No matter what your theology may be, the finish line volunteer spoke of a truth in those few little words that turned a tremendous disappointment into a tremendous life lesson. What she really told me was, “There are some things bigger than you and there is always something more important than you. Never lose sight of that”. She couldn’t have been more right.
Running can be a mixed blessing. On the one hand it gives us something that allows us to set lofty goals and go after them, like running our first marathon or setting a personal best at some distance. We use it to get into shape and to better ourselves physically. But that is where the mixed blessing comes in. What happens when we fall short of our goals? What happens when we have setbacks like injuries? What happens when we don’t see personal improvements? Running can be a great friend but it can sometimes kick us the shin.
The irony is that sometimes in our weaknesses and failures we stumble onto greater truths. In the case of running, it can show us that there are things more important and bigger than what we want for ourself.
For example, running is part of a path to good health. But staying in shape is also good for our children and those around us we love. It hopefully means we will live longer. I want to be around a long time to see my kids grow up and have their own kids. And hopefully I’ll be healthy enough to see them have kids as well. I want to set an example for my children that they too will live a healthy lifestyle.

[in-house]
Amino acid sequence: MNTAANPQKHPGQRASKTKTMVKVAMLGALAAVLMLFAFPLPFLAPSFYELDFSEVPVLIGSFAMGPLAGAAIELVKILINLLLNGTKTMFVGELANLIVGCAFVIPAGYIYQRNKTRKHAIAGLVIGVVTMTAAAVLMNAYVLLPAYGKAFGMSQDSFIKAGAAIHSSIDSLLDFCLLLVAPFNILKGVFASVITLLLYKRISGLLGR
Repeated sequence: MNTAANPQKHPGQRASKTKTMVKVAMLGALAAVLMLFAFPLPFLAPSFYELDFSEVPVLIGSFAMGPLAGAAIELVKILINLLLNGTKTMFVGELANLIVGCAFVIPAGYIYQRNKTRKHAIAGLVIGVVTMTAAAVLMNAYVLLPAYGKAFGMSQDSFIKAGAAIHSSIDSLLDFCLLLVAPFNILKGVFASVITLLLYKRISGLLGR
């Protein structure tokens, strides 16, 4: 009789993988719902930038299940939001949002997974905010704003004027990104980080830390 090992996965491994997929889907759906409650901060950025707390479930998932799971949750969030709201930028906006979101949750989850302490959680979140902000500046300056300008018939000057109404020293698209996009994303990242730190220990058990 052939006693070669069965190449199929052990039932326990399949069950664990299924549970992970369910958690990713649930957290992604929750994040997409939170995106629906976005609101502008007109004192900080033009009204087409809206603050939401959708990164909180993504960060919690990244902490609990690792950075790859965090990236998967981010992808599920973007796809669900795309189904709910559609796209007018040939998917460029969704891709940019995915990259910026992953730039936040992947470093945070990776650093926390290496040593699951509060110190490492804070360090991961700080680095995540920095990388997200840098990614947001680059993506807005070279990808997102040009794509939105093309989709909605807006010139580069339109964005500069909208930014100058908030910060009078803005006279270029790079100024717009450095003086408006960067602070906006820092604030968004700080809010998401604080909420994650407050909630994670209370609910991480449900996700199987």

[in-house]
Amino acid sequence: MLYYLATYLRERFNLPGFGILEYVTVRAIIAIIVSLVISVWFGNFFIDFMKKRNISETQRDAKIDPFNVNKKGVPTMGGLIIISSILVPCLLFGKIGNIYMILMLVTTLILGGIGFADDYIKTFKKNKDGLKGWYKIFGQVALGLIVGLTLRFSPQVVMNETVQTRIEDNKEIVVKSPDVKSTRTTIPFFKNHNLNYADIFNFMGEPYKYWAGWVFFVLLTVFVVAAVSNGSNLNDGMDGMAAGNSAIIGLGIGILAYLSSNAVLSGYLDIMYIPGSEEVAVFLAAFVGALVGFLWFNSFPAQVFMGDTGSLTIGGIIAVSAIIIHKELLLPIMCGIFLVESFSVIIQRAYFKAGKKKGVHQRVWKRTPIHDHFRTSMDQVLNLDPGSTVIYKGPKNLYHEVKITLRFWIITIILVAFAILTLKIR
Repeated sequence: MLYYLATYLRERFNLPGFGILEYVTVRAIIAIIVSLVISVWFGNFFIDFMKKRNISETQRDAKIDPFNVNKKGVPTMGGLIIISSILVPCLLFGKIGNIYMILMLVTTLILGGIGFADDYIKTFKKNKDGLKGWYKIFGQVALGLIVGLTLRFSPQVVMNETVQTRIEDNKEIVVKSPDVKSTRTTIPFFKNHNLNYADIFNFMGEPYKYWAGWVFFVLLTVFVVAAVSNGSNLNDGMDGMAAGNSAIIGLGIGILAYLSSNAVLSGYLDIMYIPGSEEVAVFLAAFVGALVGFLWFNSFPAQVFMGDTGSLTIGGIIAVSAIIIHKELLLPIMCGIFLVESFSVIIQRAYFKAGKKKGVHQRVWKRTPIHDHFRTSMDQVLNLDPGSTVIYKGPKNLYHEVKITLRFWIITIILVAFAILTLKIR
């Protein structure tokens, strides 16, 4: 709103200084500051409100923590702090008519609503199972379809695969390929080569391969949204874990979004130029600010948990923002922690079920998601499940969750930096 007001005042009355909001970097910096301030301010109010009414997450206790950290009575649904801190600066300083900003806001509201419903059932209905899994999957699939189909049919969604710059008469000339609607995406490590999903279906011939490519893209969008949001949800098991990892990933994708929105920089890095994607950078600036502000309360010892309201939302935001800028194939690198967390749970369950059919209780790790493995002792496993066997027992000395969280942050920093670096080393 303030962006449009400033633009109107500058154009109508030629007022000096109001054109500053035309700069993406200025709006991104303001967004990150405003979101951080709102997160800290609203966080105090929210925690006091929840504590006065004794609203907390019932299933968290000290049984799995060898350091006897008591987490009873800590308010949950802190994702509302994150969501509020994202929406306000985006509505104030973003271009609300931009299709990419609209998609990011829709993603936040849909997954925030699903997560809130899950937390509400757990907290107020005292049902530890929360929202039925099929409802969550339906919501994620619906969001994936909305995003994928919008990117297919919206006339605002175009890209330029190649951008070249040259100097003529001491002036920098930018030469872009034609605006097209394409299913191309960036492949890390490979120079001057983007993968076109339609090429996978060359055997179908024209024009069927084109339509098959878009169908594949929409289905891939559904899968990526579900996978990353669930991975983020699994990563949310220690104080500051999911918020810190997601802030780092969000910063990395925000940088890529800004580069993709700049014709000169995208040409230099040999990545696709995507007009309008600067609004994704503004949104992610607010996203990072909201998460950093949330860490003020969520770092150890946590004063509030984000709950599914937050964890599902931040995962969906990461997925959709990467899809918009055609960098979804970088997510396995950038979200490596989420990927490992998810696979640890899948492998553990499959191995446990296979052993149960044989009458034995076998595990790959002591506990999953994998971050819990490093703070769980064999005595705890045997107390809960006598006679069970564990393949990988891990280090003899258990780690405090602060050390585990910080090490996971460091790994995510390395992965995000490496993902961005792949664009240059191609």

Running is also about relationships. Over the past few years of running I’ve developed tons of friendships I wouldn’t otherwise have had. Those friendships are so much more important than the times on a finish line clock. And I’ll have those friendships no matter if I am fast or slow. They’ll be with me if I’m overweight or underweight.
But most importantly for our team, the biggest truth happens when we don the purple singlet bearing the words “Team In Training”. That’s when we are running for so much more than ourselves and for something much greater. We are running for life itself. We run to celebrate the lives of those who have survived a blood related cancer and we run to remember those who didn’t. We run for those parents of small kids with blood diseases to let them know they are not alone. My kids have never been that sick, but if they were, I can only imagine how lonely and helpless the feeling must be.
I’ll keep setting running goals and trying to reach them and I know you will too. But when we fall short we must remember that there is always something greater…and that is really why we run.
by Philip DeYoung